The ONE organ responsible for high blood pressure.
Effects of High Blood Pressure If Untreated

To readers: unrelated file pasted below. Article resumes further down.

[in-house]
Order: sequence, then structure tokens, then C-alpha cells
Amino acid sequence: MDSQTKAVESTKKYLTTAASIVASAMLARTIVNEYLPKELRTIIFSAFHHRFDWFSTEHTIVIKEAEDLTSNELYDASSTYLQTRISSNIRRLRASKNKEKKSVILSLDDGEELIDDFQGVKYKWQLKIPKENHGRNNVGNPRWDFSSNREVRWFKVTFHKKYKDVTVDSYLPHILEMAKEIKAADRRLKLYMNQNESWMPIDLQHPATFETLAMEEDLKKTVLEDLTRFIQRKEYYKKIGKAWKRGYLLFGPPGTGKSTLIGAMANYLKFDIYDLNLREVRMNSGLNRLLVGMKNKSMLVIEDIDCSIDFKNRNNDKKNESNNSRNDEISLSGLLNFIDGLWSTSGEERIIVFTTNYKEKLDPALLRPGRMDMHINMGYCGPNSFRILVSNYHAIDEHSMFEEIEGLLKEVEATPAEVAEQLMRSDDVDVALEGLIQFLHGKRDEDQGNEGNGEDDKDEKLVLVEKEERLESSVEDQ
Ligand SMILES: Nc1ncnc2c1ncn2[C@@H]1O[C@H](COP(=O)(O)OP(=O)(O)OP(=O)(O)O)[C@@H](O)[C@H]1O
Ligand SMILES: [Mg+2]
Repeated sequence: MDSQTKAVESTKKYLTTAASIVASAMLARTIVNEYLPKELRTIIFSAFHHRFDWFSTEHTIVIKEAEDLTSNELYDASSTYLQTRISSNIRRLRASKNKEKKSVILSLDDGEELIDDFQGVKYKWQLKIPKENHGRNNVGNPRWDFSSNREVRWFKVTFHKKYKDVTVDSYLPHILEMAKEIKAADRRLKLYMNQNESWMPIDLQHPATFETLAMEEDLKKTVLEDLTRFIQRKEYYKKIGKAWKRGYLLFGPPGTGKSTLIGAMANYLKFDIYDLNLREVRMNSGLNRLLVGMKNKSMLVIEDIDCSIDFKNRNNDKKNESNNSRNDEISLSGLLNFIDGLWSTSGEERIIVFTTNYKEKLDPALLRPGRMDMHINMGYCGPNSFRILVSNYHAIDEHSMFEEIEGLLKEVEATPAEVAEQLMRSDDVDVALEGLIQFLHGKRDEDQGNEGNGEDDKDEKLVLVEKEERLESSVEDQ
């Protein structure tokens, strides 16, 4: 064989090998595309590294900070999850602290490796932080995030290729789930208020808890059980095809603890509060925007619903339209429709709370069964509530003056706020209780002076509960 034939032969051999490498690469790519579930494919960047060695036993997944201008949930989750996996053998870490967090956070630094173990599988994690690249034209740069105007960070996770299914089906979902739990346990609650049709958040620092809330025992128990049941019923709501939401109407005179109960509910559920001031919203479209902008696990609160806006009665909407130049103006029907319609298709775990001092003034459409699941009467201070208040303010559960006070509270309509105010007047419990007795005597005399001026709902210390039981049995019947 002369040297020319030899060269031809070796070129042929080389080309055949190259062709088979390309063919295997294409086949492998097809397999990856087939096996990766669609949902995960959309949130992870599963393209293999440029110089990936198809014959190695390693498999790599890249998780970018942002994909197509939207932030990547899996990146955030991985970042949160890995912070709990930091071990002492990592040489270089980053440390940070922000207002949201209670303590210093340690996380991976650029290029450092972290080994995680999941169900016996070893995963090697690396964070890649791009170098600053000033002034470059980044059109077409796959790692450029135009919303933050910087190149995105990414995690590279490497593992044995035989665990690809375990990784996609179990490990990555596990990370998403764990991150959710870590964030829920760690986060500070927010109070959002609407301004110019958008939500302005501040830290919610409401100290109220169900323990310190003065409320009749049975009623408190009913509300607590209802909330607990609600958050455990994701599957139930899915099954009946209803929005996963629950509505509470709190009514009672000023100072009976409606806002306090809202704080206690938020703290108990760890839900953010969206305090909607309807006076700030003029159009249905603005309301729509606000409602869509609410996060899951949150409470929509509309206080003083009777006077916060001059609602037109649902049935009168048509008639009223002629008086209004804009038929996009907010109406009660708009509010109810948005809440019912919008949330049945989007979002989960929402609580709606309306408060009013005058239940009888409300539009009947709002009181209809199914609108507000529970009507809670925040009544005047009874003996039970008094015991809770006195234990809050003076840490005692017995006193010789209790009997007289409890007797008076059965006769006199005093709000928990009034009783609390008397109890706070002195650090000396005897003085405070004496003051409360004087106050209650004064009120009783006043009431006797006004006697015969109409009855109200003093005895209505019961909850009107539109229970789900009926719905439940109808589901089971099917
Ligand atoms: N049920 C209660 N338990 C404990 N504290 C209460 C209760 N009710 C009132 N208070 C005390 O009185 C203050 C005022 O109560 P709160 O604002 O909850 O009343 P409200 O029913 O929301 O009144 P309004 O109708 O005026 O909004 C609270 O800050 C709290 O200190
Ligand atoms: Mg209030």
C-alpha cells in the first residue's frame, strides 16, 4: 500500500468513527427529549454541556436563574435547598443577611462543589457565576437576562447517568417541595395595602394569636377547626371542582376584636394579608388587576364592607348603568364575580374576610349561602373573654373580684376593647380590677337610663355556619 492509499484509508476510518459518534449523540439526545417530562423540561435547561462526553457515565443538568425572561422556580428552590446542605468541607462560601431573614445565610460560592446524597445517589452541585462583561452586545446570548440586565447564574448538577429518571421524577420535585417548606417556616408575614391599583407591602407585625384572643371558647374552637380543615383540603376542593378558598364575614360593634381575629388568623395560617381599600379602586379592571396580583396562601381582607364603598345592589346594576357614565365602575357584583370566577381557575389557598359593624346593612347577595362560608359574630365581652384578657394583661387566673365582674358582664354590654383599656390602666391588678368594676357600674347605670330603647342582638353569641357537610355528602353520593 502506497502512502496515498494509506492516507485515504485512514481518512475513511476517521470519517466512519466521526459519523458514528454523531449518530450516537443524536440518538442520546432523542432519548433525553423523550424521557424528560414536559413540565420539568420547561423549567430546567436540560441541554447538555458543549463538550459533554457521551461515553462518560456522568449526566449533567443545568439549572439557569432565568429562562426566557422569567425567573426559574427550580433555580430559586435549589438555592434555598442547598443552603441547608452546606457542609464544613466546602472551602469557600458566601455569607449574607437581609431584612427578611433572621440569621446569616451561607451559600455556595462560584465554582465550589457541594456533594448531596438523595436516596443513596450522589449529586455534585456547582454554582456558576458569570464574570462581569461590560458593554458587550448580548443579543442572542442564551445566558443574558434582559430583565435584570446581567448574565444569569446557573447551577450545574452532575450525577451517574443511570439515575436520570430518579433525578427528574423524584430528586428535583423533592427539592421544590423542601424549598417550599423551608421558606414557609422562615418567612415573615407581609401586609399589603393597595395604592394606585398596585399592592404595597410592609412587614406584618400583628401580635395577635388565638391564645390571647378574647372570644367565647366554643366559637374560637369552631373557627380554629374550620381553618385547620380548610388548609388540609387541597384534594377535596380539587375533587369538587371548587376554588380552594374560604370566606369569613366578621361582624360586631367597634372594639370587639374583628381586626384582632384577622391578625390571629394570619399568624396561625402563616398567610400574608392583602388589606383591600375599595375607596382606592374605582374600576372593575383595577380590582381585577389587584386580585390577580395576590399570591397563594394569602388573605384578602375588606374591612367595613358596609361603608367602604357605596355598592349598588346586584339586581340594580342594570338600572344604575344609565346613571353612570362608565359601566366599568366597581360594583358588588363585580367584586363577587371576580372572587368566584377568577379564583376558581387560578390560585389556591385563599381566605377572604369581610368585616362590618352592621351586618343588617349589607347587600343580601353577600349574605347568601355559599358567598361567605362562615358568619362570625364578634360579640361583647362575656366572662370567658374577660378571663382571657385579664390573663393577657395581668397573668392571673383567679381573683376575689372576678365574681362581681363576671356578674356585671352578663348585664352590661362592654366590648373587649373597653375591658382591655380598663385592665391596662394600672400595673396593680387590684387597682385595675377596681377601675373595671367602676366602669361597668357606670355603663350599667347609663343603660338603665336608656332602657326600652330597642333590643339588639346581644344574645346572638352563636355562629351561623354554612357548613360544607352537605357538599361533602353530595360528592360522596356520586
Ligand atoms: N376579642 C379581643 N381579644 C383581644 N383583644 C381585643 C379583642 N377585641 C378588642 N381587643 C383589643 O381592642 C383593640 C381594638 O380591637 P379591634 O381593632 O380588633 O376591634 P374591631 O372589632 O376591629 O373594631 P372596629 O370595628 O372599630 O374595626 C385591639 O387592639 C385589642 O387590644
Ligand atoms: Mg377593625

High blood pressure (hypertension) can quietly damage the body years before symptoms appear. Uncontrolled high blood pressure can lead to disability, poor quality of life and even a fatal heart attack or stroke. Treatment and lifestyle changes can help control high blood pressure to reduce the risk of life-threatening complications Damage to arteries Healthy arteries are flexible, strong and resilient. Their inner lining is smooth, allowing blood to flow freely, supplying vital organs and tissues with nutrients and oxygen. High blood pressure (hypertension) gradually increases the pressure of blood flowing through the arteries. Hypertension can cause: Damaged and narrowed arteries. High blood pressure can damage the cells of the inner lining of the arteries. When fats from the diet enter the bloodstream, they can build up in damaged arteries. Eventually, artery walls become less flexible, restricting blood flow throughout the body. Aneurysm. Over time, the constant pressure of blood moving through a weakened artery can cause a section of its wall to enlarge and form a bulge (aneurysm). The aneurysm can potentially rupture and cause life-threatening internal bleeding. Aneurysms can form in any artery, but are most common in the body's largest artery (the aorta). Heart damage High blood pressure can cause many heart problems, including: Coronary artery disease. Arteries narrowed and damaged by high blood pressure have trouble supplying blood to the heart. Too little blood flow to the heart can lead to chest pain (angina), irregular heart rhythms (arrhythmia) or a heart attack. Enlarged left heart. High blood pressure forces the heart to work harder to pump blood to the rest of the body. This causes the lower part of the heart's left ventricle (left ventricle) to thicken. A thickened left ventricle increases the risk of heart attack, heart failure and sudden cardiac death. Heart failure. Over time, the strain on the heart caused by high blood pressure can cause the heart muscle to weaken and work less efficiently. Eventually, an overloaded heart begins to fail. Brain damage For the brain to work properly, it depends on a nutritious blood supply. High blood pressure can affect the brain in the following ways: Transient ischemic attack (TIA). Sometimes called a mini-stroke, a TIA is a brief, temporary disruption of the blood supply to the brain. Hardened arteries or blood clots caused by high blood pressure can cause a TIA. A TIA is often a warning sign before a full-blown stroke. Stroke. A stroke occurs when part of the brain does not receive enough oxygen and nutrients, causing brain cells to die. Blood vessels damaged by high blood pressure can narrow, burst or leak. High blood pressure can also cause blood clots to form in the arteries leading to the brain, blocking blood flow and potentially causing a stroke. Dementia. Narrowed or blocked arteries can restrict blood flow to the brain, leading to a type of dementia (vascular dementia). A stroke that interrupts blood flow to the brain can also cause vascular dementia. Mild cognitive impairment. This condition is a transitional stage between the changes in understanding and memory that generally come with aging and the more serious problems caused by dementia. Studies suggest that high blood pressure can lead to mild cognitive impairment. Kidney damage The kidneys filter excess fluid and waste from the blood - a process that requires healthy blood vessels. High blood pressure can damage the blood vessels in and leading to the kidneys. Having diabetes in addition to high blood pressure can worsen the damage. Kidney problems caused by high blood pressure include: Renal scarring (glomerulosclerosis). This type of kidney damage occurs when the small blood vessels within the kidneys become scarred and are unable to effectively filter fluids and waste from the blood. Sclerosis of the glomeruli can lead to kidney failure. Renal failure. High blood pressure is one of the most common causes of kidney failure. Damaged blood vessels prevent the kidneys from effectively filtering waste from the blood, allowing dangerous levels of fluid and waste to build up. Treatment may include dialysis or a kidney transplant. Eye damage High blood pressure can damage the tiny, delicate blood vessels that supply blood to the eyes, causing: Damage to blood vessels in the retina (retinopathy). Damage to blood vessels in the light-sensitive tissue at the back of the eye (retina) can lead to bleeding in the eye, blurred vision and complete loss of vision. Having diabetes in addition to high blood pressure increases the risk of retinopathy. Sexual dysfunction The inability to have and maintain an erection (erectile dysfunction) is becoming more common in men as they reach the age of 50. But men with high blood pressure are even more likely to suffer from erectile dysfunction. This is because restricted blood flow caused by high blood pressure can block blood flow to the penis. [cool_tag_cloud on_single_display="local"]